Recycling Plastic for Bunker Fuel Taking Shape

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A new facility for converting non-recyclable plastic into fuel for the transport sector is being constructed by the port of Amsterdam.

Reduce CO2 emissions

The project launched by a company ‘Bin2Barrel’ is touted to decrease CO2 emissions by 57,000 tonnes a year. This is first plant to be built in partnership with the port of Amsterdam through an investment of approximately $33 million and is planned to become operational at the end of 2018.

Recycles waste for fuel

This is the first commercial application of the technology and is capable of producing more than 30 million litres of fuel per year out of 35,000 tonnes of non-recyclable plastic which would otherwise be burnt as waste.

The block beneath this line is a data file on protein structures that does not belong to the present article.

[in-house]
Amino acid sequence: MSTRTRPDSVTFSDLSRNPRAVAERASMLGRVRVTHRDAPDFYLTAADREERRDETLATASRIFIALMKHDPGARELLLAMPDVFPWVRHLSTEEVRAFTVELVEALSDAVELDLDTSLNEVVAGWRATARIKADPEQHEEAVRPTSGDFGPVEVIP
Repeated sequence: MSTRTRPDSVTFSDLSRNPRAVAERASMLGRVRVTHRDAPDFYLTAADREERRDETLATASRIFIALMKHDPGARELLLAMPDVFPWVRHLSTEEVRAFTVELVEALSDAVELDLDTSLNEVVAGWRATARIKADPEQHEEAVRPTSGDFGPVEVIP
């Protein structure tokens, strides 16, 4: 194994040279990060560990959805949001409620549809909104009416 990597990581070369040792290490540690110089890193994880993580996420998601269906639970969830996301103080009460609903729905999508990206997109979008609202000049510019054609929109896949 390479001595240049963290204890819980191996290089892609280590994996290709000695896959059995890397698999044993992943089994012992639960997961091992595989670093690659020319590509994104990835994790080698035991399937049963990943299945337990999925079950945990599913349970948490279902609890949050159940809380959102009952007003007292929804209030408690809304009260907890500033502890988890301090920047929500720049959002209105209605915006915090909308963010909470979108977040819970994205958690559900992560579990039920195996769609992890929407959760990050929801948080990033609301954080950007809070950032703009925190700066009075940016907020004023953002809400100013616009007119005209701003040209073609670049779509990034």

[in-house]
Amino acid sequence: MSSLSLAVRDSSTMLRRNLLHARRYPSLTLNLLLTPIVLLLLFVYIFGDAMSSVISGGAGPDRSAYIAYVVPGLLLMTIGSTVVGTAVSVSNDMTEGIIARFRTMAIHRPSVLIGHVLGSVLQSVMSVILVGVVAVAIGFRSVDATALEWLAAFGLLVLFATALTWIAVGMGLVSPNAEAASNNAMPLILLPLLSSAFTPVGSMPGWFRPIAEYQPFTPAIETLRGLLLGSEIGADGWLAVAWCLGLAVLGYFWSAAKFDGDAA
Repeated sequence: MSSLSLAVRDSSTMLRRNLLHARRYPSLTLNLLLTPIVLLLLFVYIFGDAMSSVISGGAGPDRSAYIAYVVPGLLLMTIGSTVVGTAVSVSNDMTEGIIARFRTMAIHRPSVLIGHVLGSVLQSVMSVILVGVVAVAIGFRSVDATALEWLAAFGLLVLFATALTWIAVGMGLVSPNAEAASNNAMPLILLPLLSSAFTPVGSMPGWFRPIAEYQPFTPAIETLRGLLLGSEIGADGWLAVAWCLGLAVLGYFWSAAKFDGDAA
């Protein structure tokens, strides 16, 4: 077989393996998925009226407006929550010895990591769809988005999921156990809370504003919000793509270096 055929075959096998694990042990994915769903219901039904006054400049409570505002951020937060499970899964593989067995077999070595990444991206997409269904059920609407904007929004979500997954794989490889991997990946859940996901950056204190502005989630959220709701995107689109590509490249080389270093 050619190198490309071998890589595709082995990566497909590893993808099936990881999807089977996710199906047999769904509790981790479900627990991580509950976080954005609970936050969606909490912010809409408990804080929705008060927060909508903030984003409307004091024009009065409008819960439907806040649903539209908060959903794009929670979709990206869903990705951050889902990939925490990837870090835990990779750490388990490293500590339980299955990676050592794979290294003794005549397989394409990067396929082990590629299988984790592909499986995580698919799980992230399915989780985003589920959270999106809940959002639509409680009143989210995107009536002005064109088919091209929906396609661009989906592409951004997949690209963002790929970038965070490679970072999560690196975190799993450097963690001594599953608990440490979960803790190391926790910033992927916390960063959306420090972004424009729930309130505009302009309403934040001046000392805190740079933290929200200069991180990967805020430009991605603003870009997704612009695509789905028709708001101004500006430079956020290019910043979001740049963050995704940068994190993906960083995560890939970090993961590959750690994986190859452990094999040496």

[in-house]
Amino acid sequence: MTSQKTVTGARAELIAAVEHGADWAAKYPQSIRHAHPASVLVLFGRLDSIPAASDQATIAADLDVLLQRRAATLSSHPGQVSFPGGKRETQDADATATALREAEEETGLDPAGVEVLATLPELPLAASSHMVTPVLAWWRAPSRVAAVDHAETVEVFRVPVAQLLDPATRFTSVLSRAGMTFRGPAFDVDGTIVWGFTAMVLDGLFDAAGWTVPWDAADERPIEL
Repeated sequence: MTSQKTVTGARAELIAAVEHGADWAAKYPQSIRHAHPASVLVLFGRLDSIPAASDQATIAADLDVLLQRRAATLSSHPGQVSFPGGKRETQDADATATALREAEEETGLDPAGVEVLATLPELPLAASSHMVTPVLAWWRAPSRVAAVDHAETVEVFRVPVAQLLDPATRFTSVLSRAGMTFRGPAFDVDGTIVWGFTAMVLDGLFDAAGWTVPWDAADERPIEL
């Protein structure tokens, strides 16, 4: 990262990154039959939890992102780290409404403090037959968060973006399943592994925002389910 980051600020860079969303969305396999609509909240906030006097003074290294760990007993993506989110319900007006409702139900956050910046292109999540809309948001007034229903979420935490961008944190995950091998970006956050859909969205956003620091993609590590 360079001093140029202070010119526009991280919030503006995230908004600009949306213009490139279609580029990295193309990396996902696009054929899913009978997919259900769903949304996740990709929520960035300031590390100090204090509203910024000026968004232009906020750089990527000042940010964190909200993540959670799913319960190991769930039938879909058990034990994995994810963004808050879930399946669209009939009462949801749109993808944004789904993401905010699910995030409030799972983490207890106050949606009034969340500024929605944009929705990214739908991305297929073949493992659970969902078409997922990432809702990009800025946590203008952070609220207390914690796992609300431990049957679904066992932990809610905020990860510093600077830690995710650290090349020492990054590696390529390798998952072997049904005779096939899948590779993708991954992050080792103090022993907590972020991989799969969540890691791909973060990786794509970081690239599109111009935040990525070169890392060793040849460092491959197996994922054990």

The converted fuel from recycled plastic will be diesel quality (referred to as “ultra-low sulphur diesel” by Bin2Barrel), and emits 80% less Co2 than regular diesel from well to wheel.

Additionally, the production of the recycled fuel also produces naphtha, a resource that could be utilized to create new, sustainable plastics.

Energy transition

Roon van Maanen, Head of Circular & Renewable Industry at Port of Amsterdam, said, “The use of plastic and the lack of a proper processing of plastic cause massive pollution worldwide. Bin2Barrel introduces innovative and badly needed technology that will enable us to make use of a currently non-recyclable flow of waste in a manner that makes perfect sense”

He further added, “By creating a new product from an otherwise problematic waste product, Bin2Barrel fits perfectly within the mission of Port of Amsterdam to facilitate energy transition as well as transition to a circular economy”.

Co-founder of Bin2Barrel, Floris Geeris, commented, “We are proud that this plant, which is the first of its kind in the world, will help us contribute to energy transition. We provide a solution that will process non-recyclable plastic with a higher efficiency, while at the same time producing fuel with an extremely low emission”.

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Source: Port of Amsterdam

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